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Out of respect for Prof Ssemakula, I salute the Kabaka

Prof. Semakula-Kiwanuka is currently no doubt Uganda’s most eminent scholar

Prof. Semakula-Kiwanuka is currently no doubt Uganda’s most eminent scholar. He is the author of several internationally recognized scholarly publications and has been a full time, and a visiting professor to several top world Universities.

It was therefore with honour that I picked his call Thursday 6th January 2022.

While appreciating in the New Vision of Thursday 30th December 2021 titled “MENGO UPSTAGED BEN KIWANUKA”, he with a scholarly touch, observed that, I could have scored higher had I credited “ono aliko” with the courage of having dismantled the 100 year old unjust structure. The “ono aliko” is of course a reference to Ssabataka head of Baganda culture institution.

The guiding principle of the Mengo Establishment colonial indirect rule policy was sectarianism. Top posts of Kabaka, Katikkiro, and Omuwaniika were the reserve of the protestant mailo landlords.

The catholics had to be content with sole post of Omulamuzi. This trend percolated throughout the Mengo Establishment structures.

The educational establishment was not spared this segregation. Catholics went to catholic mission schools and Protestants to protestant ones where the engrailment of prejudices between catholic and protestants took place.

In the Etons of Uganda-Buddo, Mwiri, Nyakasura, Ntare and elsewhere, protestant youngsters were admonished that their ordained destiny was to rule.

These products of the Protestant mission schools became the chiefs and other functionaries of colonial rule. They developed a self-confidence out of proportion to their abilities.

The products of the Catholic mission schools on the other hand were taught to serve and the virtues of decency. Hence the psychologies of the Protestant and catholic mission school elites were different.

The protestant elite took their leadership role for granted. A sectarian approach as way of monopolising political leadership could not stand the test of time.

One event led to another leading to the 1949 riots which for the first time saw Ugandans uniting on merit to liberate their Country.

These riots were the precursor of the forming of the first truly national political party-the Uganda National Congress.  It was evident that the protestant hegemony would not survive in a democratic and elective setting. There was no way the Mailo Landlord Protestant fortresses of privilege could hold against the tide of democracy.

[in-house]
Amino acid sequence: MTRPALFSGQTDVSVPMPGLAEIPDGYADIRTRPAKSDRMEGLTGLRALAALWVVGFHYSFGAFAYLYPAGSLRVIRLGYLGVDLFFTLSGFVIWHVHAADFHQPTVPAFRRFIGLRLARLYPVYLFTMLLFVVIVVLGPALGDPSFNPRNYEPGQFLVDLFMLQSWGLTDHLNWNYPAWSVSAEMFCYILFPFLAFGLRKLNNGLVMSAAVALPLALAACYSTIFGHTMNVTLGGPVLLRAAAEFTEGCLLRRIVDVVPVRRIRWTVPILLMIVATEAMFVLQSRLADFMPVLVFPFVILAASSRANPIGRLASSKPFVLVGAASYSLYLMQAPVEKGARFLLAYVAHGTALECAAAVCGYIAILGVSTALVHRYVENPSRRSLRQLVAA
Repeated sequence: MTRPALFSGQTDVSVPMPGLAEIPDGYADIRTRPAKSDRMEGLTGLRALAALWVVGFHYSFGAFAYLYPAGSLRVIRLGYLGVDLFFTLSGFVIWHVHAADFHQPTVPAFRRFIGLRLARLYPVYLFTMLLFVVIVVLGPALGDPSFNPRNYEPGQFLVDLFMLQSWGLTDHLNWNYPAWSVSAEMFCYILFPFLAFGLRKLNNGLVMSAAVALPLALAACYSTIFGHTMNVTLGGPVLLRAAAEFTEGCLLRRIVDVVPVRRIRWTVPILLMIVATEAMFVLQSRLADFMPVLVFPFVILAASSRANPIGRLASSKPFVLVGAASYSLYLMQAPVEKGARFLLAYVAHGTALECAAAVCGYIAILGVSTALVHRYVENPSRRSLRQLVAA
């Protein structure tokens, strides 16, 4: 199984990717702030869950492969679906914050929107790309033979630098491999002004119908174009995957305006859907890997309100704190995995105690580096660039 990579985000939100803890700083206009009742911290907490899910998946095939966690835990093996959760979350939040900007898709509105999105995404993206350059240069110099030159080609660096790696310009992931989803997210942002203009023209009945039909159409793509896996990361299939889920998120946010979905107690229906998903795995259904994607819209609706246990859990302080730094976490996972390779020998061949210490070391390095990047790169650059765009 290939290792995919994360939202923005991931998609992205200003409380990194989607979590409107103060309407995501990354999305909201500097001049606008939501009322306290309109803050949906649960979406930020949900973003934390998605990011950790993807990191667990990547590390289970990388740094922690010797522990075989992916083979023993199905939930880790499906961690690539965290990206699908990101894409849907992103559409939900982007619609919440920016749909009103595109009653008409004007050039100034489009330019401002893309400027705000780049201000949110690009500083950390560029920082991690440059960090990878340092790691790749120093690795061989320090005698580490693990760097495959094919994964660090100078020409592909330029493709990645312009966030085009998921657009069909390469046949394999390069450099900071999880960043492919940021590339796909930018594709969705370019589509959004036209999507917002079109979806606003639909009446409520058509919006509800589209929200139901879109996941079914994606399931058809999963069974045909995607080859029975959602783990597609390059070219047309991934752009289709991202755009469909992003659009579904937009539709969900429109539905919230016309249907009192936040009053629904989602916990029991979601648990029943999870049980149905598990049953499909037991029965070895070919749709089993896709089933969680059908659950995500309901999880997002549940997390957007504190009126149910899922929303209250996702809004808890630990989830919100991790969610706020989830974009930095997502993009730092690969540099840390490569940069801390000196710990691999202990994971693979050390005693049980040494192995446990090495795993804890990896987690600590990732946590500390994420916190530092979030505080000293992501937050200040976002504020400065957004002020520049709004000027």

However Mengo oligarchy could not give up its dominance over the affairs of Uganda so easily. At the London September 1961 Lancaster House independence conference, Mengo’s KY proposed that the Kabaka of Buganda must always be the President of Uganda and Mengo the Electoral College for the entire country.

This scheme to continue sectarian dominance of the affairs of Uganda beyond independence was thwarted by Benedict Kiwanuka and his Democratic Party. The Protestant hegemony of Mengo Establishment however did not give up and in an awkward series of events formed an unholy alliance with the Uganda People Congress.

The unholy alliance, saw Mengo Establishment throwing up all pretenses and fusing the oligarchy’s leadership with the Government of Uganda. Thus Kabaka Edward Mutesa became the President of Uganda but retailed his position as Kabaka of Buganda. Curiously both jobs were full time.

The Secretary General of the Lukiiko became Minister of Finance in the Government of independent Uganda. On the other hand for some reason the Katikiiro became unsettled and started moving all over Uganda opening KY’s branches. All Buganda chiefs became KY party’s mobilisers.

Mengo calculated that with Kabaka Mutesa as commander in chief of Uganda Armed Forces, KY and the disgruntled UPC MPs forming the majority in Parliament, time had come to completely take over the reins of power and extend the control of the affairs of Uganda by the oligarchy, indefinitely.

The calculations were tragically wrong. The forces of nationalism were too strong and quickly overwhelmed the narrow feudal and sectarian forces.

The 70 year old grip over the affairs of Uganda by sectarianism had come to an end. The 1966 successful revolution took Centre stage, eventually ushering in the 1967 republican constitutional order.

The revolution suffered a series of reversals from the 1971 Idi Amin military coup, with Uganda stooping so low as to becoming a failed state. These reversals were brought to a permanent halt when the NRM took power on 26th January 1986.

It was one of the cardinal points of the NRM program to get rid of sectarianism and usher in an era, where advancement is based on merit and hard work.  This principle has now become a way of life in Uganda.

The elimination of sectarianism which NRM fought for should not be taken for granted.

“Ono aliko” therefore basked in the non-sectarian environment ushered in by President Museveni and NRM to break the sectarian hold on the Baganda culture institution enabling him to appoint a catholic Katikkiro for the first time in 100 years on purely meritorious ground.

Indeed the Professor was spot on that “ono aliko” deserves credit but it is equally imperative that the one who made it all happen President Museveni and NRM must take the greater credit.

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